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P.E. Central Lesson Plan: Hoop Jumper
Purpose of Activity:To give students practice jumping using three different types of jumping patterns.
Suggested Grade Level:K-2
Materials Needed:Tape/CD player and lively music; 1 hula hoop for each student; 6 of which must be of three different colors; 6 vests and foam balls for taggers; cones (if necessary) to mark a large open boundaried area
Lesson Plan:Description of Idea
Have students take a hula hoop to a self-space as they enter the playing area. Ask them to stand outside their hoop and to jump into and out of it using 2 foot-to-2 foot jumps when the music begins. (Begin music and give students ample opportunity to practice this jump.) If necessary, pinpoint a few students who are jumping using the correct 2 foot-to-2 foot pattern and any cues used as a focus for the activity*.
Repeat this, having students also practice their 2 foot-to-1-foot jumps (start with 2 feet outside the hoop, jump into it on one foot, jump back out onto two feet). Again, pinpoint students who are doing this pattern correctly. Then, have students practice a 1 foot-to-the other foot jump (for example, start outside the hoop on left foot; jump into it on the right; jump out of the hoop on the left).
Then let students know they will be playing a tag game in which they will need to use these three types of jumps. There will be six "taggers" (who will wear vests) and 6 "un-freezers" (hoop jumpers). All other students will try not to get tagged. At the signal, students will travel inside the boundaries using the motor skill called out by the teacher (skip, gallop, jog, etc.). The freezers or taggers will circulate the area, trying to tag regular players by touching them with the foam ball (throwing it is not allowed).
While the game is going on, the "un-freezers" or "hoop jumpers" will be speed walking around the perimeter of the boundaried area while carrying a (red, yellow, or green) hoop. When a student is tagged, he or she stands still like they are frozen and raise their hand waiting for a hoop jumper to come along. When the hoop jumper spots them, they will lay the hoop in front of the tagged student and call out the the jump the frozen player must perform to become unfrozen, according to the color of hoop the hoop-jumper has (make sure each hoop-jumper has one of these three or similar colors):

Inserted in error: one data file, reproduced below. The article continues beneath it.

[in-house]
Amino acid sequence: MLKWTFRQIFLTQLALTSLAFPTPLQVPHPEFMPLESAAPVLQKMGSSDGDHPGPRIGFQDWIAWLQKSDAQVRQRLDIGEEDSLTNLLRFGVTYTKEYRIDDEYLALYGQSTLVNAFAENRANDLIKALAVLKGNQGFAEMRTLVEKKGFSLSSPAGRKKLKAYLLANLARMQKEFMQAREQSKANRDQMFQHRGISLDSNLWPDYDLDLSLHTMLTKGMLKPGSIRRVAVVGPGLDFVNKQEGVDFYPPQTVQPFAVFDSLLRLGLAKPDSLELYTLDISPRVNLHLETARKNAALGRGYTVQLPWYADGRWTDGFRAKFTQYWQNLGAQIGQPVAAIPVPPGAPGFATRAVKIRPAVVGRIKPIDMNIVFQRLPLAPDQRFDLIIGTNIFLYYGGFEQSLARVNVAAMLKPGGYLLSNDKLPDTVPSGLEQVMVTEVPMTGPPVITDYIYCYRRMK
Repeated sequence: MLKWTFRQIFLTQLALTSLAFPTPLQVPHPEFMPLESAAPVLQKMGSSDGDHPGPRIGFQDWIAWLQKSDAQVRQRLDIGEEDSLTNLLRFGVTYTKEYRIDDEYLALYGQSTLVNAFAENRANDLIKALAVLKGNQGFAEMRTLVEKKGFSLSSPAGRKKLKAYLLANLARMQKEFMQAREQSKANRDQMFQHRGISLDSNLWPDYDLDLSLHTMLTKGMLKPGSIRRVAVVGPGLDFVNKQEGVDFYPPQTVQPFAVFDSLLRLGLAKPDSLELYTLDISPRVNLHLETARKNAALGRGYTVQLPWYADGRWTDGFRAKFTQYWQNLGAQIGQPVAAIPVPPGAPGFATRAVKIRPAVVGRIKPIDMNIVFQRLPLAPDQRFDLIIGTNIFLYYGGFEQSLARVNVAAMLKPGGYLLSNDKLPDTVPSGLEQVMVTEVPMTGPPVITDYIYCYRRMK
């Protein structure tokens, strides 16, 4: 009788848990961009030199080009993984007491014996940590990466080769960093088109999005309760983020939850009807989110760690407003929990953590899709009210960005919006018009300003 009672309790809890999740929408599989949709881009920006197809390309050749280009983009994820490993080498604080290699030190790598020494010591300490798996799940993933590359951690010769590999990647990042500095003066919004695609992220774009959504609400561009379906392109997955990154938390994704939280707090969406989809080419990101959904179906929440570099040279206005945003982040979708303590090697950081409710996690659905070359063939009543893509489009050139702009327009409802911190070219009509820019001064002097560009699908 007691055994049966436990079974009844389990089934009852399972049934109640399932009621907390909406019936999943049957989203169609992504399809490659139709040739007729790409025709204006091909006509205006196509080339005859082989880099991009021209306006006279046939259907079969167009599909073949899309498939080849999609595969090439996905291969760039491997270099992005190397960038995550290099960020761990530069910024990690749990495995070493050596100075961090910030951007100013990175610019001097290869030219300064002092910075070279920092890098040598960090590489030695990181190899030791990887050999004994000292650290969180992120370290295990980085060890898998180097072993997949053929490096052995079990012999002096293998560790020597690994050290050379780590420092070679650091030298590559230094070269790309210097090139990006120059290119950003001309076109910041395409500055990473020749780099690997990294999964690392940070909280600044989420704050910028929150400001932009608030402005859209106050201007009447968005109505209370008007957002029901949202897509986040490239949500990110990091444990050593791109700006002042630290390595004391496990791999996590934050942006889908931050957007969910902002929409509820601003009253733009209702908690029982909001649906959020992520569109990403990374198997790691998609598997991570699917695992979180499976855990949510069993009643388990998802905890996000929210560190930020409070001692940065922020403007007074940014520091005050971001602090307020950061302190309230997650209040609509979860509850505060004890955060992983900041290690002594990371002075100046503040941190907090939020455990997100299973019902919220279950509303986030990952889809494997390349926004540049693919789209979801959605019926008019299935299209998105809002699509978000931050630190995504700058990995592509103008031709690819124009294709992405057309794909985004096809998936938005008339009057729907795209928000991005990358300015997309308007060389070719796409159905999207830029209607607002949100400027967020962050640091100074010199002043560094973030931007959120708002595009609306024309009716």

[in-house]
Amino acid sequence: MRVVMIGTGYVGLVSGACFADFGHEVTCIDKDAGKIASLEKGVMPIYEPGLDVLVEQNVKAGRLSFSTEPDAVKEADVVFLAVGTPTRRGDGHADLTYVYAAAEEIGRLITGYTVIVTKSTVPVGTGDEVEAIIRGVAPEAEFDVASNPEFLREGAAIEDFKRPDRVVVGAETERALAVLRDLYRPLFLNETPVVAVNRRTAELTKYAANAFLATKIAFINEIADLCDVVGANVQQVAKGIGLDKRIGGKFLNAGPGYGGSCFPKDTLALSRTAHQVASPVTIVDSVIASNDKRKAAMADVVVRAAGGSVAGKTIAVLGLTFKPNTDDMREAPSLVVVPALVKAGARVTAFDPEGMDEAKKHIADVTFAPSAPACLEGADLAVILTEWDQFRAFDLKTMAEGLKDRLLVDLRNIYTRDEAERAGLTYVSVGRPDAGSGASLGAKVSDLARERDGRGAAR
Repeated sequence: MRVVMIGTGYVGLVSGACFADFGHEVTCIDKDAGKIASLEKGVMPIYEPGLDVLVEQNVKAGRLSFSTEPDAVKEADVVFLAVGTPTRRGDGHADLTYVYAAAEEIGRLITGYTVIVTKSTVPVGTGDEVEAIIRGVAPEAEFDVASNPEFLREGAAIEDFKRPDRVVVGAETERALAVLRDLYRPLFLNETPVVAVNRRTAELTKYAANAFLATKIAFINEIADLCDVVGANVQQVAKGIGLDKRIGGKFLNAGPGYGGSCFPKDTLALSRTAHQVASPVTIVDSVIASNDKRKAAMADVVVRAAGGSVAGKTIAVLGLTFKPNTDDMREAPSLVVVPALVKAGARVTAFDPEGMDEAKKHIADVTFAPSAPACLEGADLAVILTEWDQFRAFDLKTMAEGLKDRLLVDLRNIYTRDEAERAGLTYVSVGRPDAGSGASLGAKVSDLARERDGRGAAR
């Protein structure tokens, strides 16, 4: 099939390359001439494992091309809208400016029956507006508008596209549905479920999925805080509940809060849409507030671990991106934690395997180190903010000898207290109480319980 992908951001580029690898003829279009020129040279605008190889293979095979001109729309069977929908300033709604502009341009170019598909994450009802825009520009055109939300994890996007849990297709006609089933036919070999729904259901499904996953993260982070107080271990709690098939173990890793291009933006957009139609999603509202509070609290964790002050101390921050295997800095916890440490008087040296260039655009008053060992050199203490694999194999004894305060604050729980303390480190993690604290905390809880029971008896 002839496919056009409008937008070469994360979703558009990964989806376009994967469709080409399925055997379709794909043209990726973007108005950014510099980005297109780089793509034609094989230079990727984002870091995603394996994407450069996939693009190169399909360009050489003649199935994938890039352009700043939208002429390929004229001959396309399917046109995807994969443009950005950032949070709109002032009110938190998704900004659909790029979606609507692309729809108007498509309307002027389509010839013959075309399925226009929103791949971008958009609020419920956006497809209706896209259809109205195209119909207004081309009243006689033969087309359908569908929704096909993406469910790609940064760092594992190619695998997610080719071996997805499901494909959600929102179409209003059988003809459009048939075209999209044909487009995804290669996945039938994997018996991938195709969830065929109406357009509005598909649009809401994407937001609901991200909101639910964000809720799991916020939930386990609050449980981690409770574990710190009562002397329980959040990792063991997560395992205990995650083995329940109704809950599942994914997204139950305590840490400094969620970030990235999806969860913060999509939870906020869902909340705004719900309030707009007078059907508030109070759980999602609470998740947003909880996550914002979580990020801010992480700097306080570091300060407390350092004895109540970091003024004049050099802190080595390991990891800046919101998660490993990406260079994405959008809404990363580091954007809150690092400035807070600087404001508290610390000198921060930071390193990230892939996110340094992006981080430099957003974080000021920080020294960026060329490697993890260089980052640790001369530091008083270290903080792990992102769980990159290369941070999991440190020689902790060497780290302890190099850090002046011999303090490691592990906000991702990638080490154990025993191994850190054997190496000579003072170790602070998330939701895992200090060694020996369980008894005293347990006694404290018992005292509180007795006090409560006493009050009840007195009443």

A red hoop means jump using a 2 foot-to-2 foot jump.
A yellow hoop means students should jump using a 2 foot-to-1 foot jump.
A green hoop means they should jump from 1 foot-to-the other, or opposite, foot.
Once a student jumps from outside the hoop to inside than back out, they will then be unfrozen and may begin to move again.
After explaining the game, ask students which kind of jump goes with each color, to ensure their understanding of the game. Once the game begins, switch hoop jumpers and taggers for every new motor skill performed to insure full participation. At the end of the lesson, demonstrate each type of jump and ask students to tell you which kind of jump you performed.
Depending upon the grade level, you may wish to have students focus on specific jumping cues such as "bend your knees" and "quiet jumps" (landing on the ball of the foot rather than the whole foot). When first introducing these jumping patterns, it may be appropriate to let students focus on using the correct foot patterns, and then introducing a cue at a later time.
Author:Tom Redmond who teaches at K. E. Taylor Elementary School in Lawrenceville, GA. Posted on PEC: 9/1/2005.
This lesson plan was provided courtesy of P.E. Central (www.pecentral.org).
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